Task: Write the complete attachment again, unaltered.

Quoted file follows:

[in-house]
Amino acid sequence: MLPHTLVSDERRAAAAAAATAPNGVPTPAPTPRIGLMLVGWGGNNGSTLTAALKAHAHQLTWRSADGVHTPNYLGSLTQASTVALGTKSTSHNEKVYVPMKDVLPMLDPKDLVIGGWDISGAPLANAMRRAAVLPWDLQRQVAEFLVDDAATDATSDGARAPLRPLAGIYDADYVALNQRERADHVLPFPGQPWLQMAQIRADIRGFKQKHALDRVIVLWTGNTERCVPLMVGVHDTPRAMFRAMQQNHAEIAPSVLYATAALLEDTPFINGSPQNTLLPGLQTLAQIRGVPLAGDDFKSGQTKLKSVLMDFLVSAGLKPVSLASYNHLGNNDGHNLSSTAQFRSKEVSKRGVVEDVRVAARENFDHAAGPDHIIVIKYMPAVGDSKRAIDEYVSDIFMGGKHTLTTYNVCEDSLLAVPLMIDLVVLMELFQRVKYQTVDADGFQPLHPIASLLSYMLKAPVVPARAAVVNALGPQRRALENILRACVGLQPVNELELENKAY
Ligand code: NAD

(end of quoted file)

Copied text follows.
[in-house]
Amino acid sequence: MLPHTLVSDERRAAAAAAATAPNGVPTPAPTPRIGLMLVGWGGNNGSTLTAALKAHAHQLTWRSADGVHTPNYLGSLTQASTVALGTKSTSHNEKVYVPMKDVLPMLDPKDLVIGGWDISGAPLANAMRRAAVLPWDLQRQVAEFLVDDAATDATSDGARAPLRPLAGIYDADYVALNQRERADHVLPFPGQPWLQMAQIRADIRGFKQKHALDRVIVLWTGNTERCVPLMVGVHDTPRAMFRAMQQNHAEIAPSVLYATAALLEDTPFINGSPQNTLLPGLQTLAQIRGVPLAGDDFKSGQTKLKSVLMDFLVSAGLKPVSLASYNHLGNNDGHNLSSTAQFRSKEVSKRGVVEDVRVAARENFDHAAGPDHIIVIKYMPAVGDSKRAIDEYVSDIFMGGKHTLTTYNVCEDSLLAVPLMIDLVVLMELFQRVKYQTVDADGFQPLHPIASLLSYMLKAPVVPARAAVVNALGPQRRALENILRACVGLQPVNELELENKAY
Ligand code: NAD